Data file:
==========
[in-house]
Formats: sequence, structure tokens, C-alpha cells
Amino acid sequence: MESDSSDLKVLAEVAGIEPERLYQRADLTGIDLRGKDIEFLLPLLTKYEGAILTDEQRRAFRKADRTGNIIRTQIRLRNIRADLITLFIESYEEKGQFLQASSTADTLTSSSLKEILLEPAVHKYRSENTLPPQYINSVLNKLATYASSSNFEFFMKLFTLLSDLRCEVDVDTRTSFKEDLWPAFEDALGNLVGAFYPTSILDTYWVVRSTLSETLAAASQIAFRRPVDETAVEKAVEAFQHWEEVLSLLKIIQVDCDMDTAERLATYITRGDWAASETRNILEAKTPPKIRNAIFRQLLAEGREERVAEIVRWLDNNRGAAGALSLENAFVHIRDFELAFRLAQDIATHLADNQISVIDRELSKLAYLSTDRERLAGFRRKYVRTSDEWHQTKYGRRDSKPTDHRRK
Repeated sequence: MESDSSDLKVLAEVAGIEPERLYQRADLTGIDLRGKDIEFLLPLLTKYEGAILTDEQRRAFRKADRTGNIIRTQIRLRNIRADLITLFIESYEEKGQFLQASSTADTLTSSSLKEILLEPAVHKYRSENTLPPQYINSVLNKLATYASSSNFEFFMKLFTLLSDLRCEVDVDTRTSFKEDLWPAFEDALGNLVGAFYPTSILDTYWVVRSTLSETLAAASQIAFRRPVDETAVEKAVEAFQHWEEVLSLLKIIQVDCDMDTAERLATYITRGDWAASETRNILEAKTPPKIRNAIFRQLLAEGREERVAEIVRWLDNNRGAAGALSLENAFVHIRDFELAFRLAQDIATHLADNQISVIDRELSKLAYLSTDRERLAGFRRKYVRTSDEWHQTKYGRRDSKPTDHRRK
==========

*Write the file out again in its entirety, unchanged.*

[in-house]
Formats: sequence, structure tokens, C-alpha cells
Amino acid sequence: MESDSSDLKVLAEVAGIEPERLYQRADLTGIDLRGKDIEFLLPLLTKYEGAILTDEQRRAFRKADRTGNIIRTQIRLRNIRADLITLFIESYEEKGQFLQASSTADTLTSSSLKEILLEPAVHKYRSENTLPPQYINSVLNKLATYASSSNFEFFMKLFTLLSDLRCEVDVDTRTSFKEDLWPAFEDALGNLVGAFYPTSILDTYWVVRSTLSETLAAASQIAFRRPVDETAVEKAVEAFQHWEEVLSLLKIIQVDCDMDTAERLATYITRGDWAASETRNILEAKTPPKIRNAIFRQLLAEGREERVAEIVRWLDNNRGAAGALSLENAFVHIRDFELAFRLAQDIATHLADNQISVIDRELSKLAYLSTDRERLAGFRRKYVRTSDEWHQTKYGRRDSKPTDHRRK
Repeated sequence: MESDSSDLKVLAEVAGIEPERLYQRADLTGIDLRGKDIEFLLPLLTKYEGAILTDEQRRAFRKADRTGNIIRTQIRLRNIRADLITLFIESYEEKGQFLQASSTADTLTSSSLKEILLEPAVHKYRSENTLPPQYINSVLNKLATYASSSNFEFFMKLFTLLSDLRCEVDVDTRTSFKEDLWPAFEDALGNLVGAFYPTSILDTYWVVRSTLSETLAAASQIAFRRPVDETAVEKAVEAFQHWEEVLSLLKIIQVDCDMDTAERLATYITRGDWAASETRNILEAKTPPKIRNAIFRQLLAEGREERVAEIVRWLDNNRGAAGALSLENAFVHIRDFELAFRLAQDIATHLADNQISVIDRELSKLAYLSTDRERLAGFRRKYVRTSDEWHQTKYGRRDSKPTDHRRK